- Nearly three-quarters are optimistic about U.S. economy – the most since 2005
- PNC economists forecast moderate growth amid owners’ stable outlook for sales
- Two-thirds are dissatisfied with presidential candidates’ plans for business
Owners of small and mid-sized businesses are upbeat about the U.S. economy amid steady expectations for their sales and hiring during the next six months, according to the latest PNC Economic Outlook Survey findings.
The fall findings of PNC’s biannual telephone survey, which began in 2003, reveal that 71 percent are optimistic about the national economy, the most since 2005, and up from 55 percent in the spring. Meanwhile, 77 percent are optimistic about their local economy, the highest since 2014.
Asked what term best describes their feelings about the business climate during the next six months, “hope” was chosen by 55 percent. This compares to 16 percent for “enthusiasm.” On the negative side, 11 percent chose “fear” and 4 percent picked “despair.”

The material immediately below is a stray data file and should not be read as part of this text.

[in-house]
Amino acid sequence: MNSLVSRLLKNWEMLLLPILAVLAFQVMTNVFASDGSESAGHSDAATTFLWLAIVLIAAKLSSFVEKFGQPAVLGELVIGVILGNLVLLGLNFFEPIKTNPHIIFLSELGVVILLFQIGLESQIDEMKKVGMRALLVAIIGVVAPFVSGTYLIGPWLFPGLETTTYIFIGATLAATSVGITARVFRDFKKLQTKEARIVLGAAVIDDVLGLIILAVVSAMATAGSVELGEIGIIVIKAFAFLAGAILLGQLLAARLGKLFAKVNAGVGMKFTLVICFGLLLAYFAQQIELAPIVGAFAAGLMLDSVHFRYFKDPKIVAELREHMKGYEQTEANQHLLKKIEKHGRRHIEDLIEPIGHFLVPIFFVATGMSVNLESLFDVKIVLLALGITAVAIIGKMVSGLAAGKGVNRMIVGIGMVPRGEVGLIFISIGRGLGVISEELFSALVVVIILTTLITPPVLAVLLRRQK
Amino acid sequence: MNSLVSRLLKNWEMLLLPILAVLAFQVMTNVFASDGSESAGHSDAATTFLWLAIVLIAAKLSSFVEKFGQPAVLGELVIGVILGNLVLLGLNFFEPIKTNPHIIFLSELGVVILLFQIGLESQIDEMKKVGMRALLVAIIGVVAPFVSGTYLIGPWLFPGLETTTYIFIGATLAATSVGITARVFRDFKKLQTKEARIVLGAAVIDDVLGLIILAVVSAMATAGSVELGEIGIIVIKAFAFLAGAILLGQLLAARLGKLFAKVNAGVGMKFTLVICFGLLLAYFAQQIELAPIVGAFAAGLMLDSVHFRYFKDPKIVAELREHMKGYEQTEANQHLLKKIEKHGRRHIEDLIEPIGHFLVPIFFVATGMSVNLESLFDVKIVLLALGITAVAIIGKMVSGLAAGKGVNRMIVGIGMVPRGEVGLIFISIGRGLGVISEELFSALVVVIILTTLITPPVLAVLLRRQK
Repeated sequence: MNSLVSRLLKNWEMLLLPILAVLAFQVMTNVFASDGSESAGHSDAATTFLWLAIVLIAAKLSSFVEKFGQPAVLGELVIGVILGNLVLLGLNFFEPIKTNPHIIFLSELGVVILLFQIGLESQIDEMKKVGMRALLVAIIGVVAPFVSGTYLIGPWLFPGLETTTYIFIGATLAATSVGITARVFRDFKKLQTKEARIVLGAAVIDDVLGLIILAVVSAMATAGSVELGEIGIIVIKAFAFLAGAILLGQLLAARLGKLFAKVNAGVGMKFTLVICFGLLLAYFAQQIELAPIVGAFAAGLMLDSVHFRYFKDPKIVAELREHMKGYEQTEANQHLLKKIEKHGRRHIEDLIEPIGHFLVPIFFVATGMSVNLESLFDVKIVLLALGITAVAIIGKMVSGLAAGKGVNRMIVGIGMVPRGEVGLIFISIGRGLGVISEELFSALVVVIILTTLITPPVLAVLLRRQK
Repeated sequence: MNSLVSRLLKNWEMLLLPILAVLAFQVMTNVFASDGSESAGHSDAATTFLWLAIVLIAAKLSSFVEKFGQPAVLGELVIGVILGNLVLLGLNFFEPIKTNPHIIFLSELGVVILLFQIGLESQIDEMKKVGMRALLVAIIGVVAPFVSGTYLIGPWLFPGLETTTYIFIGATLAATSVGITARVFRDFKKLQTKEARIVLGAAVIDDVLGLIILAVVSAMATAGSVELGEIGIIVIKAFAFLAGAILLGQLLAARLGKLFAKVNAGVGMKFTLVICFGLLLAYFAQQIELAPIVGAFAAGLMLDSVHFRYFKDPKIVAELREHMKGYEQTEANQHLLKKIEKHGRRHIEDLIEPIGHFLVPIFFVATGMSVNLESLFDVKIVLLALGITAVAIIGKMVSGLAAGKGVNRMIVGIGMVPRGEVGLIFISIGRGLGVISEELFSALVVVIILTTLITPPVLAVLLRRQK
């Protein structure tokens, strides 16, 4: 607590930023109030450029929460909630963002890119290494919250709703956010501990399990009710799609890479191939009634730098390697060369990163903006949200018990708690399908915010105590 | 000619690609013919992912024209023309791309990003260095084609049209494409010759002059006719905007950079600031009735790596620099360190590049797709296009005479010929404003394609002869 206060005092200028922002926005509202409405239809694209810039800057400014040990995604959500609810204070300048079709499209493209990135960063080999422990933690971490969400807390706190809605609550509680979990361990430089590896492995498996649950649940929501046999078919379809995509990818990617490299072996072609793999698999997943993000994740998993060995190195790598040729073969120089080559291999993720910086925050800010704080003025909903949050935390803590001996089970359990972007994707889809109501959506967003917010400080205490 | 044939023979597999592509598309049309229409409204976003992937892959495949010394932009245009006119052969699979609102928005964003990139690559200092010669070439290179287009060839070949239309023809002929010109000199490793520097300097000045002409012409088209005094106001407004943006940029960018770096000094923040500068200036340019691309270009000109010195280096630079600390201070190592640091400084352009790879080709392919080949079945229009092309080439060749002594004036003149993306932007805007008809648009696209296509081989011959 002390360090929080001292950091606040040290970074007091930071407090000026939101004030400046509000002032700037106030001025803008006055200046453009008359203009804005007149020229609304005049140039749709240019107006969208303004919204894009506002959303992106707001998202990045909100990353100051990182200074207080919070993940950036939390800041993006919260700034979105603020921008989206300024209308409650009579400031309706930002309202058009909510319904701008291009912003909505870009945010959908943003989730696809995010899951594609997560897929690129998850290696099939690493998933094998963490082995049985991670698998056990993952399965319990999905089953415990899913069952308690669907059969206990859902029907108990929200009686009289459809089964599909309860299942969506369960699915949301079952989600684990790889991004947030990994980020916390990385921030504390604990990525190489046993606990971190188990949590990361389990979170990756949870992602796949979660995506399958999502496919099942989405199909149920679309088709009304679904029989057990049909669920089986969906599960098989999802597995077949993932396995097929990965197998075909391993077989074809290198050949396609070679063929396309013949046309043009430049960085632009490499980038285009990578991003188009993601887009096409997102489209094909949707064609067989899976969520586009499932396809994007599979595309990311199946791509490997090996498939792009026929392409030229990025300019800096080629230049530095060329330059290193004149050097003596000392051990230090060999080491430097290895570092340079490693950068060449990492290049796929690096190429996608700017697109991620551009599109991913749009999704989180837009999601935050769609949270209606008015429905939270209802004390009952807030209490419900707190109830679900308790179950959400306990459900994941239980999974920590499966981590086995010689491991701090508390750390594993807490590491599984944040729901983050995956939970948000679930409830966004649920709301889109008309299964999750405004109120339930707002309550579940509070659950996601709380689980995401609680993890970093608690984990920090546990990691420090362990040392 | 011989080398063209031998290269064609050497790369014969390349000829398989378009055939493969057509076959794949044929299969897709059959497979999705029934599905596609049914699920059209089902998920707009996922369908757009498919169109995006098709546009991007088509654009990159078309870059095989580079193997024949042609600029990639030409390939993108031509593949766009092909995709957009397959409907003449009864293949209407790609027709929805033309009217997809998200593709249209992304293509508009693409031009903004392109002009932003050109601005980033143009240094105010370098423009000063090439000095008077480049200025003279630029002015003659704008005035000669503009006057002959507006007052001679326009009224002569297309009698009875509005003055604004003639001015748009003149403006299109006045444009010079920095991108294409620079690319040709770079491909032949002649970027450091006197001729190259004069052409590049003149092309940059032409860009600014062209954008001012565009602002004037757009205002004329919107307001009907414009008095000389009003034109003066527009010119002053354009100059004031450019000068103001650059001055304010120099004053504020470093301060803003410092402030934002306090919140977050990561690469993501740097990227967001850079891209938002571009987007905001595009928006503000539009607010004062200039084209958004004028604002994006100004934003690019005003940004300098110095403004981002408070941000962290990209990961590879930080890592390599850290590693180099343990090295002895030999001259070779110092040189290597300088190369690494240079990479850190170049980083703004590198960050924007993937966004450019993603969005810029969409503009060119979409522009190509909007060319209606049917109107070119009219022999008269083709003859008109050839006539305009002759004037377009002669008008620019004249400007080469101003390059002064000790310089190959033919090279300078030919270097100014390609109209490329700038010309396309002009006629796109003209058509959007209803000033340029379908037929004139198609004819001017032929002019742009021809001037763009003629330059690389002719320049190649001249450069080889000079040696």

Outlook: Stable Sales and Prices, Limited Hiring
Half (51 percent) expect their sales to increase during the next six months and 47 percent say profits will rise – consistent with the past two surveys.
At the same time, 22 percent expect to hire new full-time employees compared to 24 percent in the spring. Most (67 percent) will maintain the same number of full-time workers while only 8 percent will reduce staff.
“The glass for small business owners appears half full instead of half empty, but they aren’t ready to buy a round for everyone,” said Stuart Hoffman, PNC’s chief economist. “We expect to see moderate economic growth for the rest of this year with enough improvement for a federal funds rate increase at the Federal Open Market Committee’s meeting in December.”
If the survey results are a bellwether, inflation may remain in check. Price pressures have eased significantly as 37 percent expect supplier prices to increase, down from 44 percent in spring and 50 percent one year ago. One quarter (23 percent) expect to raise their own prices versus 29 percent in spring and 28 percent one year ago.